Under the program, new homes that qualify for the highest rating of emerald receive a 90 percent rebate on their building permit. The lowest certification of bronze results in a 50 percent rebate of the building permit. Typical building permits cost between $800 and $1,500, depending on the square footage of the home. The first home to qualify for a rebate under the plan achieved a gold rating, and a building permit rebate of close to $800. It’s important to note that Platte County is using its own certification system, not the USGBC’s LEED rating system.

“One thing we learned early-on is that there are extra costs associated with building green, and there needed to be incentives, and they needed to be substantial,” says Erickson. “The rebate on the building permit has definitely helped.”

Platte County also has a plaque made that acknowledges the home has been certified, and the news is published on its Facebook page and can be used as a marketing tool for both the builder and the homeowner.

“Counties are trying to do things in a more sustainable way, and this is an excellent way to get people to build greener homes that will be more cost effective for them to use in the years after they move into their home,” says Betty Knight, Platte County presiding commissioner.

Other green communities

The city of Napa, Calif., has initiated its high performance building regulations in order to ready the marketplace for the statewide standards that take effect next year. Napa’s requirements go into the books on Aug. 20, with the goal of decreasing water usage by 20 percent at the residential level and by 30 percent at commercial locations. In addition to water conservation, the new building code sets tough restrictions on materials and resources, site planning, energy efficiency, and environmental quality.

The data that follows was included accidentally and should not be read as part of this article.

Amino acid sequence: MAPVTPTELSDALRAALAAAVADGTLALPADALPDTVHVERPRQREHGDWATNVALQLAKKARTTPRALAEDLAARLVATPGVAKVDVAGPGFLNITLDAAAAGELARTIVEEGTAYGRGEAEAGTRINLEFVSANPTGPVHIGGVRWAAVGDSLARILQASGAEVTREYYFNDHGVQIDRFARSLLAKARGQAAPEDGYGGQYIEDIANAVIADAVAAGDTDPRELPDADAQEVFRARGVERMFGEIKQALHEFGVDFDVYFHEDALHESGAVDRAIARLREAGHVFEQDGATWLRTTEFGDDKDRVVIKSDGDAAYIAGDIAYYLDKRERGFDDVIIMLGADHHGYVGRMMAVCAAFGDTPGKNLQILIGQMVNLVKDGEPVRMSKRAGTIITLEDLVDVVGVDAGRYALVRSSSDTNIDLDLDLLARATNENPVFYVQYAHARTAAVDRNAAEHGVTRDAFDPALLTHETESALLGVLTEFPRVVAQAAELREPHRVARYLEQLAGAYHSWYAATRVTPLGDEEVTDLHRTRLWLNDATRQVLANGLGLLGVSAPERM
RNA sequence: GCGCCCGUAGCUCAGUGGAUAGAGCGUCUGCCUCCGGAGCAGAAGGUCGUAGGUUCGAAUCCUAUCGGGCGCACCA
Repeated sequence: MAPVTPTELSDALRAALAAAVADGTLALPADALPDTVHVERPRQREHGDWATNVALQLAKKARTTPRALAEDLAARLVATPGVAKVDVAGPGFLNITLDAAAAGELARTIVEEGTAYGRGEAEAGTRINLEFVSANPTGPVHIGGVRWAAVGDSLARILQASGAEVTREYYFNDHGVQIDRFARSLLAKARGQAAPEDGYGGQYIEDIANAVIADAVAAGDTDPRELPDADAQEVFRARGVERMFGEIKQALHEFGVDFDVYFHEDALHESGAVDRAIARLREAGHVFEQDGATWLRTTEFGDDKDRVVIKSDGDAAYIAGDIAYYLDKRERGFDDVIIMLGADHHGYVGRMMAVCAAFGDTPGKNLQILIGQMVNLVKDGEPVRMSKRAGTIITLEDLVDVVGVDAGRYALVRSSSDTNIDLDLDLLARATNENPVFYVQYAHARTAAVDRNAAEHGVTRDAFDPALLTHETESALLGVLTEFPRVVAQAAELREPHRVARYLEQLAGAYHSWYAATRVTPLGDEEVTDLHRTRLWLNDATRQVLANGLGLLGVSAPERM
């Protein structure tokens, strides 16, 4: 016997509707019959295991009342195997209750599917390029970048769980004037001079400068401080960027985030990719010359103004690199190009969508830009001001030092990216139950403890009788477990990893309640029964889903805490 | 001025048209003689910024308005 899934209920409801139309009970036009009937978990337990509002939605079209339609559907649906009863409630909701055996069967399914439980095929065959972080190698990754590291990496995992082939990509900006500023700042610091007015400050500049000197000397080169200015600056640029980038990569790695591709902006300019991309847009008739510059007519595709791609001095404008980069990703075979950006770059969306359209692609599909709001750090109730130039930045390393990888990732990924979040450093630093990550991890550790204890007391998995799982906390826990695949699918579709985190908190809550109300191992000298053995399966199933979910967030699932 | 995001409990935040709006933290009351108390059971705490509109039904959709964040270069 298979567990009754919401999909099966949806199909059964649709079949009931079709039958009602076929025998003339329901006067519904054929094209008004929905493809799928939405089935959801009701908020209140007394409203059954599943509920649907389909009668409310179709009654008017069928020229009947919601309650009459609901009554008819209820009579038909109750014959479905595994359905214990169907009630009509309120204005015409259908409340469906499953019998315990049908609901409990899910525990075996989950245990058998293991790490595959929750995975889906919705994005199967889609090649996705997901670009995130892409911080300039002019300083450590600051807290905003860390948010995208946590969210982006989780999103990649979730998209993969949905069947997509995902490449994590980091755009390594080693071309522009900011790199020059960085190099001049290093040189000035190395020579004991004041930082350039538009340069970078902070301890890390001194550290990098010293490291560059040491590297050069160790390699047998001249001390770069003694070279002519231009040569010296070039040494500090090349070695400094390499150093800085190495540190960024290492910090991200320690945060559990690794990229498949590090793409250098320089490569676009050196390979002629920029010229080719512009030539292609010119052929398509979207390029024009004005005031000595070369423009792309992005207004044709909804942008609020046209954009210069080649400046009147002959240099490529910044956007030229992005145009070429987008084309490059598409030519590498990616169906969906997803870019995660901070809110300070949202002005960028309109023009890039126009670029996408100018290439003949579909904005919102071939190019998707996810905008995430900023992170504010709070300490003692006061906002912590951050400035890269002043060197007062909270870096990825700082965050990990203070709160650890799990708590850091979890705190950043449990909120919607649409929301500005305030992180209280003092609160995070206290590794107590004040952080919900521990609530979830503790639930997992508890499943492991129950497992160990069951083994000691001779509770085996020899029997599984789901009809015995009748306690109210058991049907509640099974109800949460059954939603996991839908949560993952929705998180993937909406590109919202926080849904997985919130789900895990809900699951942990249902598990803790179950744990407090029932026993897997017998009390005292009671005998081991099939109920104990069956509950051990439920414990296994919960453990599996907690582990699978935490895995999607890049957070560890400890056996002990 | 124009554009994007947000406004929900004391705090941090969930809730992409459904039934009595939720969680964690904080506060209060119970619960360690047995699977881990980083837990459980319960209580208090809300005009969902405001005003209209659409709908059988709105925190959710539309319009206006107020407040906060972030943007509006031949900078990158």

Napa also is linking the program to aggressive incentives for building permits. Steve Jensen, chief building official for Napa, says that builders whose projects consume 15 percent less energy than the state standard will receive a 25 percent discount on their building permit.

Michael Chandler, president of Chandler Design-Build in Mebane, N.C., says that Platte County, Napa and other areas of the country with their own green building standards are definitely ahead of the curve. However, he believes that green building practices will be the norm in the not-too-distant future.

“The building codes are going to go green, and that’s going to force all residential construction to go green,” says Chandler, who was the recipient of the NAHB’s prestigious Builder Advocate of the Year award at the Green Building Conference. “In many areas we are already there. There will still be room for green building and rating systems. Green building is going to be mandated. But there will still be a lot of room to get to net-zero and high performance homes within that new mandate."


Topics: Certification / LEED, Cost of Ownership, Energy Audits, Insulation, Rebates / Tax Credits, Remodeling, Sustainable Communities


Sponsored Links:


Latest Content

Get the latest news & insights


NEWS

RESOURCES

TRENDING

FEATURES

Jillian Cooke, Wellness Within Your Walls set to go broad with unique view of wellness

RESEARCH CENTERS